Just about everything you need for a great picnic can be had at Scardello. There's the case of cheese, of course, with free sampling encouraged. Grab a handful of imported sausage links and other cured meats, then look at the shelves of French jams and fig spreads. The fridge up front has a few bombers of craft beer, and Scardello's wine selection is at least as good as its range of cheeses. With everything else picked out, all you'll need to grab is a baguette and you're ready for lunch at the park.

Beth Rankin

Kalachandji's touts itself as Dallas' oldest vegetarian restaurant, which may be true, but we're calling it Dallas' best vegetarian restaurant. Tucked into residential East Dallas, this restaurant is located inside of a Hare Krishna temple. The patio is one the best kept secrets in Dallas, and eating there makes the experience somehow magical. Pay the suggested donation for the buffet, which features a rotating selection of predominately vegan dishes and always includes soup, a salad bar, freshly baked bread, a selection of veg and their signature tamarind tea. Following Ayurvedic tradition, no onion or garlic is used, but Kalachandji's doesn't let that stop them from producing incredibly delicious, satisfying food that skips the meat without missing a beat.

Readers' Pick:

Cosmic Cafe

What does a kitchen of meat experts do when their smoker is filled with sausage links, brisket, pastrami and other goodies? Put some chickens at the very bottom, of course. The Blind Butcher's chicken is smoked at the bottom of the pit, where it continually bastes in the juices of all the meats above. That explains how the ultra-juicy chicken takes on notes of other meats, pepper, sage and herbs. To top it all off, Blind Butcher adds a garlic-butter sauce. Go big or go home, and chicken doesn't get bigger-flavored than this.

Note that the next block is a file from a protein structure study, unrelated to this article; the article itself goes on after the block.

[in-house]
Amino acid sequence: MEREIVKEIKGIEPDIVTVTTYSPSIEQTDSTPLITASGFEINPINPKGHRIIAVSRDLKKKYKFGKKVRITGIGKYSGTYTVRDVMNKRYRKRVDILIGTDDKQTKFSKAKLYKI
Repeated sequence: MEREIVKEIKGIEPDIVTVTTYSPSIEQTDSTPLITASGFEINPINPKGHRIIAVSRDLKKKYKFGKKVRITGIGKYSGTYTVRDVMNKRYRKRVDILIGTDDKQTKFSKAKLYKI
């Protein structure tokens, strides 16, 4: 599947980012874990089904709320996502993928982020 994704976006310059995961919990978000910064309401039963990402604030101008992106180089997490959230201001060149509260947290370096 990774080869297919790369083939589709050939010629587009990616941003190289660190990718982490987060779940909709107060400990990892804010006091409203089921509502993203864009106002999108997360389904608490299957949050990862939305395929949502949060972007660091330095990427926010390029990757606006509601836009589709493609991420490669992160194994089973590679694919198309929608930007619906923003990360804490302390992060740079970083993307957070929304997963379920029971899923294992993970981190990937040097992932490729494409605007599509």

Beth Rankin

We've been fans of the Slow Bone's barbecue for some time, but when we tried their fried chicken this year, it gave us a whole new reason to visit. Credit pit master Jeffery Hobbs, whose previous gig at Sissy's Southern Kitchen gave him plenty of experience when it comes to fried poultry. At Slow Bone, Hobbs has taken the smoke that Slow Bone is famous for and infused it into chicken with a perfect amount of crunch to its battered skin. The result is none too greasy and has enough smoke to enhance but not overpower the flavor of the bird. The fried chicken is great on its own, but also pairs well with Slow Bone's more traditional smoked meats for a carnivore's dream meal. A barbecue joint that turns out some of the best fried chicken in the city, you ask? Absolutely.

Chris Wolfgang

Dallas is something of deli desert. Luckily, there is one spot in far North Dallas that delivers an authentic New York deli experience. Don't be surprised if you find yourself waiting at the end of a long line at Deli News. Saturdays and Sundays typically mean this place is packed with diners eager to get their hands on bagels with cream cheese and lox and giant plates of house-made corned beef hash. Hungry for something on the sweeter side? Try the French toast, made from thick slices of challah bread, or a stack of their whisper-light pancakes. While the restaurant can feel a bit frenetic, that energy is part of the allure. It's like being in New York: all the delicious food, minus the airfare.

Readers' Pick:

Cafe Brazil